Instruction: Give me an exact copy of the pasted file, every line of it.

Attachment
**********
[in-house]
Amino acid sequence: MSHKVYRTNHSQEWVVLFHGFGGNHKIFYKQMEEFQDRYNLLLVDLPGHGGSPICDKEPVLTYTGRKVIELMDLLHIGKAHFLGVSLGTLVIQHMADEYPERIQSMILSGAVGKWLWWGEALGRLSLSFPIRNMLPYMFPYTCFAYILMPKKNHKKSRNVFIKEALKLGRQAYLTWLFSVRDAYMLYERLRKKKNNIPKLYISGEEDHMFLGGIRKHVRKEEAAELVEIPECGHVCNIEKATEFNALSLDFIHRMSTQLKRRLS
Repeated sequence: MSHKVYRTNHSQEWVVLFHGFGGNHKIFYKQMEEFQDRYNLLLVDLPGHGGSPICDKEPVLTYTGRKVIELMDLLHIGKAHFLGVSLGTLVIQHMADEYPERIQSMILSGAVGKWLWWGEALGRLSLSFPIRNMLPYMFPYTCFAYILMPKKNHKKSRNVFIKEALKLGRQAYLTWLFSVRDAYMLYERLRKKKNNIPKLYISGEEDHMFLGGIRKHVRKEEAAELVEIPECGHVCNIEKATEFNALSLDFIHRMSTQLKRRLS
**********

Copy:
[in-house]
Amino acid sequence: MSHKVYRTNHSQEWVVLFHGFGGNHKIFYKQMEEFQDRYNLLLVDLPGHGGSPICDKEPVLTYTGRKVIELMDLLHIGKAHFLGVSLGTLVIQHMADEYPERIQSMILSGAVGKWLWWGEALGRLSLSFPIRNMLPYMFPYTCFAYILMPKKNHKKSRNVFIKEALKLGRQAYLTWLFSVRDAYMLYERLRKKKNNIPKLYISGEEDHMFLGGIRKHVRKEEAAELVEIPECGHVCNIEKATEFNALSLDFIHRMSTQLKRRLS
Repeated sequence: MSHKVYRTNHSQEWVVLFHGFGGNHKIFYKQMEEFQDRYNLLLVDLPGHGGSPICDKEPVLTYTGRKVIELMDLLHIGKAHFLGVSLGTLVIQHMADEYPERIQSMILSGAVGKWLWWGEALGRLSLSFPIRNMLPYMFPYTCFAYILMPKKNHKKSRNVFIKEALKLGRQAYLTWLFSVRDAYMLYERLRKKKNNIPKLYISGEEDHMFLGGIRKHVRKEEAAELVEIPECGHVCNIEKATEFNALSLDFIHRMSTQLKRRLS